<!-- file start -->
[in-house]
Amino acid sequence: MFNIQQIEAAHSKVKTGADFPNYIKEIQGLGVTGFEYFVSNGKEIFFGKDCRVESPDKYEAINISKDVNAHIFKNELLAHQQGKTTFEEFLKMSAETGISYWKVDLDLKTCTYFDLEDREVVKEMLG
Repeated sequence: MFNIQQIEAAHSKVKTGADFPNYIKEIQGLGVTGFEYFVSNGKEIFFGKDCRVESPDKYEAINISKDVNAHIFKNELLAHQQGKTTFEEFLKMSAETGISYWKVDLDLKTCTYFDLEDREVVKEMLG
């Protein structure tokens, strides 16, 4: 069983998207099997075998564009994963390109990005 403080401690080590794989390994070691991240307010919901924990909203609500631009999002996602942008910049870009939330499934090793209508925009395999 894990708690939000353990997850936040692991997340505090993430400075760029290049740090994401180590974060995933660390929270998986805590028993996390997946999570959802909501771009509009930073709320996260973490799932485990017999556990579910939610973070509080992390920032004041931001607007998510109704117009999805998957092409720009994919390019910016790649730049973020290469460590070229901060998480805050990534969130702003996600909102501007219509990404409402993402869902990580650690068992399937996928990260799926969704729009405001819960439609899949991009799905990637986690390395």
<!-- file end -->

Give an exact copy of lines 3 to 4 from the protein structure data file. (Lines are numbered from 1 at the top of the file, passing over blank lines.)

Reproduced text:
Repeated sequence: MFNIQQIEAAHSKVKTGADFPNYIKEIQGLGVTGFEYFVSNGKEIFFGKDCRVESPDKYEAINISKDVNAHIFKNELLAHQQGKTTFEEFLKMSAETGISYWKVDLDLKTCTYFDLEDREVVKEMLG
């Protein structure tokens, strides 16, 4: 069983998207099997075998564009994963390109990005 403080401690080590794989390994070691991240307010919901924990909203609500631009999002996602942008910049870009939330499934090793209508925009395999 894990708690939000353990997850936040692991997340505090993430400075760029290049740090994401180590974060995933660390929270998986805590028993996390997946999570959802909501771009509009930073709320996260973490799932485990017999556990579910939610973070509080992390920032004041931001607007998510109704117009999805998957092409720009994919390019910016790649730049973020290469460590070229901060998480805050990534969130702003996600909102501007219509990404409402993402869902990580650690068992399937996928990260799926969704729009405001819960439609899949991009799905990637986690390395």